Several hundred Waldorf schools worldwide share a common regard for the educational methods of Rudolf Steiner (1861-1925), Austrian-born scientist and educator, architect and philosopher. Steiner founded the first Waldorf school in 1919 in Stuttgart, Germany, where he put into practice an approach to education that begins with a deep insight into children – who they are, how they develop, why they respond and react.
How much of Anthroposophy and Steiner’s ideas are taught to the children?
The answer is none. On the day Rudolf Steiner opened the first Waldorf school, he stated firmly, “It is not our intention to teach growing human beings our ideas, the contents of our world conception. We are not aiming at education for the sake of any special dogma.” Although there is a worldwide Anthroposophic Society, whose members invariably are supportive of the Waldorf schools, there is no formal connection between the schools and the Society. It is often the case that some Waldorf school parents (or even possibly senior class Waldorf high school students) participate in study groups on Anthroposophy, but such is always entirely voluntary (and extracurricular). What is encouraged is that interested parents meet regularly with their children’s teachers to learn more about the education and about providing a supportive home life.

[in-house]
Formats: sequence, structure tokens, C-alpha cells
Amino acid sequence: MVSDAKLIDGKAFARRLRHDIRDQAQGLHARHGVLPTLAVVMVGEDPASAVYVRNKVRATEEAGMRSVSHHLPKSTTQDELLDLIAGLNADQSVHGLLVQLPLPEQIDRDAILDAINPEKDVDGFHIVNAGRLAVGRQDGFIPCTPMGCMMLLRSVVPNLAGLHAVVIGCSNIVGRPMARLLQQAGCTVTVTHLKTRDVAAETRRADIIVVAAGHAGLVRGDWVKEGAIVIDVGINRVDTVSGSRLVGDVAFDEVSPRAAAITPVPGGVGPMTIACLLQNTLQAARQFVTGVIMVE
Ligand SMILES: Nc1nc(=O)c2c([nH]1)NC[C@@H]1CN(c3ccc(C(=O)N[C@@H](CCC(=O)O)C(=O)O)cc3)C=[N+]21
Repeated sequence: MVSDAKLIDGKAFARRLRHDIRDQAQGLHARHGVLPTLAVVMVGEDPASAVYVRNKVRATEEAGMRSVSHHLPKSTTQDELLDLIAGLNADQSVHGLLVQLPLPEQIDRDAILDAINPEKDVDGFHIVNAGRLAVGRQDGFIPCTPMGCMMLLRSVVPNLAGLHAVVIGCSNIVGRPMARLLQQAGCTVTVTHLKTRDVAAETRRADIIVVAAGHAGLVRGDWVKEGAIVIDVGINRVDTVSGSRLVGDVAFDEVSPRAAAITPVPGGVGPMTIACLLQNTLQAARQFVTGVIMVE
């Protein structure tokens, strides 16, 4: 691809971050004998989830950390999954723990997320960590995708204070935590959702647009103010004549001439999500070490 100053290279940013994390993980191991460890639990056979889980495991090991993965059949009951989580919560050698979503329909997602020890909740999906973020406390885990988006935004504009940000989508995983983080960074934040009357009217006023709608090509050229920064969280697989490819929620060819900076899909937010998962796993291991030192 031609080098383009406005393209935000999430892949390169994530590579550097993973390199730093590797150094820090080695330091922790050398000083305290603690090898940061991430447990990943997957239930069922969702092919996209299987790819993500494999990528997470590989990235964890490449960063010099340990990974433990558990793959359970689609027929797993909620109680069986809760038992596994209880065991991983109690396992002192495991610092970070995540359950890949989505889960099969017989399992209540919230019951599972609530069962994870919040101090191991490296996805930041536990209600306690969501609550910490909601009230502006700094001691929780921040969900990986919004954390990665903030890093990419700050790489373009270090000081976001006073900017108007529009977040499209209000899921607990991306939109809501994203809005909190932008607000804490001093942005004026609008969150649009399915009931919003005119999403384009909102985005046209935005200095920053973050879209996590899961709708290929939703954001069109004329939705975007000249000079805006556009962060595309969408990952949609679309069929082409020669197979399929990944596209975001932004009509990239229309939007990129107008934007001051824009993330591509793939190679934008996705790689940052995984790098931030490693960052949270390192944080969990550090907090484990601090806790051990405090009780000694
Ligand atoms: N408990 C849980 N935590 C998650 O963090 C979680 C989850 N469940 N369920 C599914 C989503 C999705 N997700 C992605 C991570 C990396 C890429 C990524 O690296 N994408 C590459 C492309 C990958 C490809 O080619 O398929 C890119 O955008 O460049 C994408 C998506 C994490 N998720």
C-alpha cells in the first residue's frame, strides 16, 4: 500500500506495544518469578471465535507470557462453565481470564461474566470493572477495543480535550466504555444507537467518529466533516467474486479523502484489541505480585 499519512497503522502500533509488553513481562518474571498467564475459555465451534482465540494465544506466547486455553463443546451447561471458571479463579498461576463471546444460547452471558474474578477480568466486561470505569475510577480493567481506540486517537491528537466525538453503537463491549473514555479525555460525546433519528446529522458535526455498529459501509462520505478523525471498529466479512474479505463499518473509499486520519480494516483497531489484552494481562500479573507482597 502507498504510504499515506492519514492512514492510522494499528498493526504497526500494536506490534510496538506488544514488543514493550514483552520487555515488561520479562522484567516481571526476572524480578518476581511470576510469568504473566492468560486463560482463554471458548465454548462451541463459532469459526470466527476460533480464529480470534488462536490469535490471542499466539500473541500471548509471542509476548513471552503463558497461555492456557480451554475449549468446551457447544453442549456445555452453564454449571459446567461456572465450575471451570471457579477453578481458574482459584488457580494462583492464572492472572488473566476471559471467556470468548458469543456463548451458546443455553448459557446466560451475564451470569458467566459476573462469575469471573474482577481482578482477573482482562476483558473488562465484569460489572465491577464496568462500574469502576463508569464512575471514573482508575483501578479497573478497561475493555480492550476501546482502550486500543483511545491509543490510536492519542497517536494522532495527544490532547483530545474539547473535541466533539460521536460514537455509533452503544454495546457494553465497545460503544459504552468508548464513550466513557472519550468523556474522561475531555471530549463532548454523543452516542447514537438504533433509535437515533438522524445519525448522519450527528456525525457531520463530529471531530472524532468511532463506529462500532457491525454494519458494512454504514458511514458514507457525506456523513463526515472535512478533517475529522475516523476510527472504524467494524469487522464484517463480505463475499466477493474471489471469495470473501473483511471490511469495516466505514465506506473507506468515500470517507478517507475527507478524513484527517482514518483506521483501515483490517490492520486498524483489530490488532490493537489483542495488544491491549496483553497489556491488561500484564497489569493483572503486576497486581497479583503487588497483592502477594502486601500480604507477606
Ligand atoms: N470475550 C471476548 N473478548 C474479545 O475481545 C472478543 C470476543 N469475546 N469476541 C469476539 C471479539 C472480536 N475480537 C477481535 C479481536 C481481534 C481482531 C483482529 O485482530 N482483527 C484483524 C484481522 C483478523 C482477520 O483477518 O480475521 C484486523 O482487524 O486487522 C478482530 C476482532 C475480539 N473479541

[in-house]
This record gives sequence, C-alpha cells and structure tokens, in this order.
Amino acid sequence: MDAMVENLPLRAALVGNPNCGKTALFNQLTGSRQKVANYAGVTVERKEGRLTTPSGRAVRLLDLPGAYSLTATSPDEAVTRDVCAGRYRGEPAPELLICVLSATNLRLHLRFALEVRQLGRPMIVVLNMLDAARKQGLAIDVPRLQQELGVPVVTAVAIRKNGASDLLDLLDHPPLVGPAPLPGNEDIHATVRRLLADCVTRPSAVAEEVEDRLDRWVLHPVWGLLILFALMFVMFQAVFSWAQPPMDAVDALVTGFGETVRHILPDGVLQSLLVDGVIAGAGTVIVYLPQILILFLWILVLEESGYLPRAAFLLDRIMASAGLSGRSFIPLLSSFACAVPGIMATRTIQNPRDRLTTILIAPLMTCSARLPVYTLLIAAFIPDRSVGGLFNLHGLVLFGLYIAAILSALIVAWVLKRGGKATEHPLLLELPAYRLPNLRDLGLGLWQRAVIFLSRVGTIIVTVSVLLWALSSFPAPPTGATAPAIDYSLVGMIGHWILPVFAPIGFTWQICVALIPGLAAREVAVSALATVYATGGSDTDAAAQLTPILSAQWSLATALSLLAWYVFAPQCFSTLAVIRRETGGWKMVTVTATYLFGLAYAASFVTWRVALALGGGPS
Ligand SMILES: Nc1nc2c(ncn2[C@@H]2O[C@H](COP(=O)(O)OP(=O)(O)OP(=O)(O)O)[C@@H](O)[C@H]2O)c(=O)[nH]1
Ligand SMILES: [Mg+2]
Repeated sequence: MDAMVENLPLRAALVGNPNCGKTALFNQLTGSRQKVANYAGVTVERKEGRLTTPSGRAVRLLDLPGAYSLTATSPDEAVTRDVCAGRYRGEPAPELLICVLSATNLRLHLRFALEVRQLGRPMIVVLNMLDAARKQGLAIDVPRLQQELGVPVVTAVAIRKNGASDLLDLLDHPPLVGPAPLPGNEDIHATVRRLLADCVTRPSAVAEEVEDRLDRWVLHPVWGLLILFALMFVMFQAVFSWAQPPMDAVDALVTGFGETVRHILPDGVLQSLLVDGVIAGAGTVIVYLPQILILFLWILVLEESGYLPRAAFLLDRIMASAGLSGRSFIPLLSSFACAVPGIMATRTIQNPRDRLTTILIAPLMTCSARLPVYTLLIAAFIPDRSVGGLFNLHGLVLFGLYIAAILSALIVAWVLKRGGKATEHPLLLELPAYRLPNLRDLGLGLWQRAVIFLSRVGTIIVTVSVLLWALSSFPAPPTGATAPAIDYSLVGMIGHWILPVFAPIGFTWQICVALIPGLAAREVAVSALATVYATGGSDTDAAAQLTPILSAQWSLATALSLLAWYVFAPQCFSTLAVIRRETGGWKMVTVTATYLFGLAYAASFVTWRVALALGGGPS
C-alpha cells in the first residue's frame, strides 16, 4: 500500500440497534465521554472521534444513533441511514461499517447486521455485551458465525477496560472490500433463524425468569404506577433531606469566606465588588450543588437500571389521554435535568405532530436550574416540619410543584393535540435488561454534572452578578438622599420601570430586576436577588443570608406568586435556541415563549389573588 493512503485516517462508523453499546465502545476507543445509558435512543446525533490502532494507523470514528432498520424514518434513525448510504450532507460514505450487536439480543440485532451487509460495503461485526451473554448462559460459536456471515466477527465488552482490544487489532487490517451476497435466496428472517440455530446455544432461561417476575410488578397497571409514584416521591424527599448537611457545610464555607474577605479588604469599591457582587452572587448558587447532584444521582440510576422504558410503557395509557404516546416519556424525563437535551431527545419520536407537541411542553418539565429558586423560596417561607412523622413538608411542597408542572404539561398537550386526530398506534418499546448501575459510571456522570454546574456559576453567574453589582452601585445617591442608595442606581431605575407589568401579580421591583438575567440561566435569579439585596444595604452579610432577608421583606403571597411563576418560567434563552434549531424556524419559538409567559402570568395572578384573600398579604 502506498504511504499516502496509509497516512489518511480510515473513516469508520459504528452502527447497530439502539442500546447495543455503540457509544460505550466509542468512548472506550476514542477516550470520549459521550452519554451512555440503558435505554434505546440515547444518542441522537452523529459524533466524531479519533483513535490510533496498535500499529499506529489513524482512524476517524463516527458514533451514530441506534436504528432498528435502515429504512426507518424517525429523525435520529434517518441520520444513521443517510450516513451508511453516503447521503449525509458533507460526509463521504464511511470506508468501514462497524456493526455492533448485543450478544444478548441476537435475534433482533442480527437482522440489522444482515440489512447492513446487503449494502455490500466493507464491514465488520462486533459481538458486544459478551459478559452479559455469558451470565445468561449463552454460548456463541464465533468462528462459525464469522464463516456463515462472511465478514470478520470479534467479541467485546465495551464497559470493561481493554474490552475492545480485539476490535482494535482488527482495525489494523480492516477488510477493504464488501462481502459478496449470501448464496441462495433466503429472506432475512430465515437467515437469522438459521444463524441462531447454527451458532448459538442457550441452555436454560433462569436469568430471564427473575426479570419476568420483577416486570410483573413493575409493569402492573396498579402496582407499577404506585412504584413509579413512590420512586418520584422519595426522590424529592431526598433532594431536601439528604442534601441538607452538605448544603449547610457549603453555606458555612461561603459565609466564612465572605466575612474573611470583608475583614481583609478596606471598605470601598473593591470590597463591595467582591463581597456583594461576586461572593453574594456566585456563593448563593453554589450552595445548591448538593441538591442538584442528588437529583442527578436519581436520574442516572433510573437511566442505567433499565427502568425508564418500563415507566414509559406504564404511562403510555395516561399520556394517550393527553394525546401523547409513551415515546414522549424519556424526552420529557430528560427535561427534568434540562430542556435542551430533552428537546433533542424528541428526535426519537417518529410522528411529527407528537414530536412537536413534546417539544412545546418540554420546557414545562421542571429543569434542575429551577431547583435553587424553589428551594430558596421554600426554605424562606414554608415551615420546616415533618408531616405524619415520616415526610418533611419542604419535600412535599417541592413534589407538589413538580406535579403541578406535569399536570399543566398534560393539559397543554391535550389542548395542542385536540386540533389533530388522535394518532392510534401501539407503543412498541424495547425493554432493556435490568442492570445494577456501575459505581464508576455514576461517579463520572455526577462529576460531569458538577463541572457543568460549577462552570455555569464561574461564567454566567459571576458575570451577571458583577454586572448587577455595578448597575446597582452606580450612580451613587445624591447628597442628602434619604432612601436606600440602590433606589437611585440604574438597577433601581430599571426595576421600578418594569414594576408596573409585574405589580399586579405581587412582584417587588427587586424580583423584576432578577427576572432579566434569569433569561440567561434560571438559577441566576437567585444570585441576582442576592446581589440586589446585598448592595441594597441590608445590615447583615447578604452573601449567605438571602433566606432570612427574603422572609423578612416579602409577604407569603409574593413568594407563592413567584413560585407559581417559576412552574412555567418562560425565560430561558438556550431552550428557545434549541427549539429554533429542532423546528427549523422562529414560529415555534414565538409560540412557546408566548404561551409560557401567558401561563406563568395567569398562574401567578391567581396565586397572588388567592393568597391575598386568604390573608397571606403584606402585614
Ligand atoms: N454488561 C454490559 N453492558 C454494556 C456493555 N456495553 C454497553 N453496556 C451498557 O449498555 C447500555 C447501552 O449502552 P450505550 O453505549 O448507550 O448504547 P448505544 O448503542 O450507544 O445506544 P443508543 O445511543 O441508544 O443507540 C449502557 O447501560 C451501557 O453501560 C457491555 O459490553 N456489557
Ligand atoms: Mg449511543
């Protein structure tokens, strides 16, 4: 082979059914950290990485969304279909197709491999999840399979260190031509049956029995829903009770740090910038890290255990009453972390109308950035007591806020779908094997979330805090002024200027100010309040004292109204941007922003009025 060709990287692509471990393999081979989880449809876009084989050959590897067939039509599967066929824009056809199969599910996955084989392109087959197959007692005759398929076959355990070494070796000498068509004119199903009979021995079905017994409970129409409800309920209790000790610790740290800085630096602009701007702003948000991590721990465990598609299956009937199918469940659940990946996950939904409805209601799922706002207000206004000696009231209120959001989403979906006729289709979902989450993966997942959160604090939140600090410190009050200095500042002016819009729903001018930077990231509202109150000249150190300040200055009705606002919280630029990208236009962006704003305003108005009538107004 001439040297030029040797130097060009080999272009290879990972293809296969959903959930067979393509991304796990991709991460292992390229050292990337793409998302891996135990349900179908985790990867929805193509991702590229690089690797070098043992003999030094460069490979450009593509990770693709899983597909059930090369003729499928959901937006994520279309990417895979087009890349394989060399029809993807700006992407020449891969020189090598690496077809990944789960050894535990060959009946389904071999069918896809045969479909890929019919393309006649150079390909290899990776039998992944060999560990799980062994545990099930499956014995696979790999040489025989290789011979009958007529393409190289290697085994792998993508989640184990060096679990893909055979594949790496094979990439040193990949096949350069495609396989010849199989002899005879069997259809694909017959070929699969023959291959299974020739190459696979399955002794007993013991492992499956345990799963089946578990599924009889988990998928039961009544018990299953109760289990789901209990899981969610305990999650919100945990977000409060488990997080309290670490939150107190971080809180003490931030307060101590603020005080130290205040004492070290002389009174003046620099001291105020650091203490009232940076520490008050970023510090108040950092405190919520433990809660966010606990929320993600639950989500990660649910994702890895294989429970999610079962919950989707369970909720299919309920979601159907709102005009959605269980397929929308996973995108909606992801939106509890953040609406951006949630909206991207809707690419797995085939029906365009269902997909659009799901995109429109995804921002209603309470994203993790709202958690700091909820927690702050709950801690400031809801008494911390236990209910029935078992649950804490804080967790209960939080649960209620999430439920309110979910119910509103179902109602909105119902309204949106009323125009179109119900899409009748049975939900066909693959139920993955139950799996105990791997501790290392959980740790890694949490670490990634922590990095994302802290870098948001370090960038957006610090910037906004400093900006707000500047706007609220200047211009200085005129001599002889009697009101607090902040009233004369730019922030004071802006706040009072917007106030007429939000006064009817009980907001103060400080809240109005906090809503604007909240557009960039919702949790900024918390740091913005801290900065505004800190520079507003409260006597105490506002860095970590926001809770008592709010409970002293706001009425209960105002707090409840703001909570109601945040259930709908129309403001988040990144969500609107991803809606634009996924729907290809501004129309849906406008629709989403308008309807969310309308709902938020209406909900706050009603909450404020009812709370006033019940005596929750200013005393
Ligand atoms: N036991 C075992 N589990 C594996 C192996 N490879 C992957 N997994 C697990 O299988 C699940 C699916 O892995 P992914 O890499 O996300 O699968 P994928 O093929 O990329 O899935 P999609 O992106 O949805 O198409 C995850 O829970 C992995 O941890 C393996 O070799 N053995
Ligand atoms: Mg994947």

From Wade B. Holland’s The Waldorf Schools: 32 Questions and Answers